Tuesday, April 14, 2015

'Animals' at Theatre503, 13th April 2015

Animals has a curdled heart. The play peeks into a dystopian future where anyone over 70 is ruthlessly terminated by the state unless their surviving relatives pay a hefty 'sentimental attachment fee'. Children are kept in a state of arrested development until their 18th birthday, spending their ignorant days literally swaddled in bubble wrap. Adults don't have it too much better, segregated by their economic utility and encouraged not to think - problematic individuals relegated to the level of 'comfort boys/girls' - or state sanctioned prostitutes.

Emma Adams' play follows a small group of people scratching out an existence in this nightmare world. The majority of the action takes place in the mouldy flat of Norma Pratt (Marlene Sidaway). At 77 she's a prime target for the deathsquads, surviving through a combination of self-confinement, incompetent officials and forged paperwork. She's a canny, domineering woman, easily cowing her 59 year old live-in helper Joy (Sadie Shimmin). Together with their next door neighbour, Helen (Cara Chase), the three make an uneasy trio - each conscious of their own impending execution by economics.

Outside this dingy little bubble there's bubbly Maya (Milly Thomas), who we're shocked to realise is just one day away from her 18th birthday. Despite her age she behaves as if she's about ten, dancing around like a hyperactive child. Her father, Noah (Steve Hansell), works as an inspector within the Utility Force, filling forms and checking boxes that dictate life and death.
L-R: Steve Hansell, Cara Chase, Sadie Shimmin and Marlene Sidaway
Each of these characters comes bundled with clearly laid out motivations - for the young it's to successfully graduate to adulthood and 'have fun'. For the adults it's to ensure that their child develops into a productive member of society with a full complement of happy memories. For the elderly it's to simply live another day. When they're thrown into the mix together, the result is a deeply funny and dark-as-all-hell exploration into life in an ultra-commodified society.

Adams' future Britain is the logical conclusion of the current Coalition government's propaganda. Their language of strivers and scroungers cuts ragged gashes across the whole of society, not only making implicit moral judgments on a person's worth vis a vis their contribution to the economy, but encouraging infectious divisions between the haves and have nots. Being told you're a striver is the political equivalent of a soapy titwank: "You work so hard, you should be so proud of yourself! You deserve everything!". Compare this to the demonisation of those on benefits, caricatured as feckless lumps of flesh.

This terrifying society is what happens when the economic rules of the market are applied to everyday life, something that's an ever-growing trend in the neo-liberal dogma that runs right through mainstream politics. What's being taught is an insidious lesson that you are a product to be marketed, other people are products to be acquired and our personal value is dictated to us by the slippery intangibility of the marketplace.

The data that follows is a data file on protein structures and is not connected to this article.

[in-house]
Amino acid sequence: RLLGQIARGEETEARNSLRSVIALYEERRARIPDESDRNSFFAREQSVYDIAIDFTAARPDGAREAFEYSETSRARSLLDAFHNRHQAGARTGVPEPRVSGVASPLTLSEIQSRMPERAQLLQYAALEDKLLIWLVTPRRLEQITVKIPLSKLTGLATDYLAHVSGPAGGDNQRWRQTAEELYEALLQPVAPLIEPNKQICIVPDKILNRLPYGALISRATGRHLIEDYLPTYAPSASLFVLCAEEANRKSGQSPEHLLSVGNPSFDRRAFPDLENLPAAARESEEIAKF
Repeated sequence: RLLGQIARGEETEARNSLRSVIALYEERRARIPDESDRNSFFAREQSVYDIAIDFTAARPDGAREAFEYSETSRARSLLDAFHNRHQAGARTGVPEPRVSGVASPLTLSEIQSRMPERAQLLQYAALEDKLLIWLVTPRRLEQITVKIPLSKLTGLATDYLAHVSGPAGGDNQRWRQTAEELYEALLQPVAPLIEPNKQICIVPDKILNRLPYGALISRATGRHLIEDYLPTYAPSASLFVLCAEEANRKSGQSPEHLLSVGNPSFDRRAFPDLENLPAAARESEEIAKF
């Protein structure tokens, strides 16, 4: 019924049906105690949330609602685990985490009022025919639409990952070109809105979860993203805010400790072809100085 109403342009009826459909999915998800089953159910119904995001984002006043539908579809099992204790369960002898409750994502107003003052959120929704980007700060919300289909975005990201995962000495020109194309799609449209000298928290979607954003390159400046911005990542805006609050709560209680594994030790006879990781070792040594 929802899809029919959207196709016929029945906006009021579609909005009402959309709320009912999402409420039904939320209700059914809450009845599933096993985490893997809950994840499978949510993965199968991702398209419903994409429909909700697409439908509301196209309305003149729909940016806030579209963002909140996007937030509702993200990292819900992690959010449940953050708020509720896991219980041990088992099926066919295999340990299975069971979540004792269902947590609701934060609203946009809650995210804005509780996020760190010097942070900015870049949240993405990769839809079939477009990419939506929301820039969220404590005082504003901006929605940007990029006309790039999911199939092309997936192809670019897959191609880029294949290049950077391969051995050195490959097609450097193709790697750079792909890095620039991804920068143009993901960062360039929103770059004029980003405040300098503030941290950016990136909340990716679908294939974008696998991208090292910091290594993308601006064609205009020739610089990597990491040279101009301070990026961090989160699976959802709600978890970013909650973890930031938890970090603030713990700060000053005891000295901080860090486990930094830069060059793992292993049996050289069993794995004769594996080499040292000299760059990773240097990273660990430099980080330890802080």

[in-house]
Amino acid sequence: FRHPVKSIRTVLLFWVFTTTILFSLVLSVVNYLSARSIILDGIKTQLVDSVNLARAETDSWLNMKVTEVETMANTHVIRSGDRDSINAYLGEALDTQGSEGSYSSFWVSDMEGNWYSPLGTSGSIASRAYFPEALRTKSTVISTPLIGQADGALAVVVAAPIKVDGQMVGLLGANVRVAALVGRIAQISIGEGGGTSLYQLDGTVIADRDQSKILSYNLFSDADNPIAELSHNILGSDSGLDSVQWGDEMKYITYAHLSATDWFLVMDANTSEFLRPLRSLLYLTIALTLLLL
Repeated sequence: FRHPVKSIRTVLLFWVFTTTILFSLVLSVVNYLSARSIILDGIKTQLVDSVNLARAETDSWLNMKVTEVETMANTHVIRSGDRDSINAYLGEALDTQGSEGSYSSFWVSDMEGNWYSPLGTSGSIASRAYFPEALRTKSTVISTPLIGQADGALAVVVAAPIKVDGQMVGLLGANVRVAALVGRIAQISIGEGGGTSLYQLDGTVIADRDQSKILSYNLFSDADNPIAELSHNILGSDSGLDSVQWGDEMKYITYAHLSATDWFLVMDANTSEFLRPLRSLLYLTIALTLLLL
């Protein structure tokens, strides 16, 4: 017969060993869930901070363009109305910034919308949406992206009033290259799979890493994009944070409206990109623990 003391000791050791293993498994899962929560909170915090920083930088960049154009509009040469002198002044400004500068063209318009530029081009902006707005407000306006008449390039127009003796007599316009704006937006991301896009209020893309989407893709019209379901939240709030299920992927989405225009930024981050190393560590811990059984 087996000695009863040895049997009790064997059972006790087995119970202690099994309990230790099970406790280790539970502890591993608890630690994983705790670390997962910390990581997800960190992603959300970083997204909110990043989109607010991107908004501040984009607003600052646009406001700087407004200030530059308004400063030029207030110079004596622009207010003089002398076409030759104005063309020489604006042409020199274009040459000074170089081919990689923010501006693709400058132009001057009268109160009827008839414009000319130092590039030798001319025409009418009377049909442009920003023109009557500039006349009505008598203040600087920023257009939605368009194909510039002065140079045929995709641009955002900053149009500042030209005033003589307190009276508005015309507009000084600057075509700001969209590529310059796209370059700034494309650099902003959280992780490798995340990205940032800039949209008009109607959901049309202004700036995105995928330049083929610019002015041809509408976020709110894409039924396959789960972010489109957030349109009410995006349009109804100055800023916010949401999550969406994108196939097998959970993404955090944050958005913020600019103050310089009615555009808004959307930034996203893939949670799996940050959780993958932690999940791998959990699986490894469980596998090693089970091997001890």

Milly Thomas
As Animals explains, this leads to a homogenised society where headlines read "Fact! Thinking Causes Cancer!", negative words are banned (with consequent impact on crosswords) and empathy and ethics have been replaced with bovine submission to authority. In the casually murderous Utility Inspector we're confronted with the 'banality of evil'; the jobsworth who'd shoot a syringe of air into an old woman's veins for a paycheque.

In this world the social infection is so far gone that there can be no heroes. Everybody has absorbed the system of treating other human beings like chattel to such a degree that the most obscene acts become possible. These elderly women aren't heroines or freedom fighters, their story a lesson that to thrive within a monstrous system one must become a monster.

So yeah. It's a pretty cool piece of theatre. The entire cast acquit themselves well in the roles, with particular credit to Cara Chase and Milly Thomas. Chase cooks up a devilishly fun character in Helen; at first pleasant and upbeat, but then displaying a stone-cold survival instinct. I've seen few more memorable sights in theatre this year than Chase feverishly hoovering up a bag of 'billy' in an attempt to energise herself. Milly Thomas also impresses with her manic bundle of sweetness and light. Her Maya is adorable, but it's a skincrawlingly awkward adorable with a gross core of paedophilic just-plain-wrong right at the centre. She manages to pitch the character somewhere between sympathy and sadism - the audience basically wants Maya to be alright, but we don't mind too much if she gets traumatised along the way.

The only criticisms I can muster is a slight sagginess in the final act. Throughout the first act things are gradually building to some grotesque reveals, but once the cat is out of the bag there's a some unnecessary wheelspinning before the curtain. Similarly, despite the performances being uniformly great, the cast haven't quite gelled yet - though I'm confident this will happen as the run continues.

Animals is as funny as it is relevant, with a malevolent streak a mile wide. with its willingness to get weird, creative and disgusting it hit all my critical bases. A winner.


Animals is at Theatre503 until 2nd May 2015. Tickets here.

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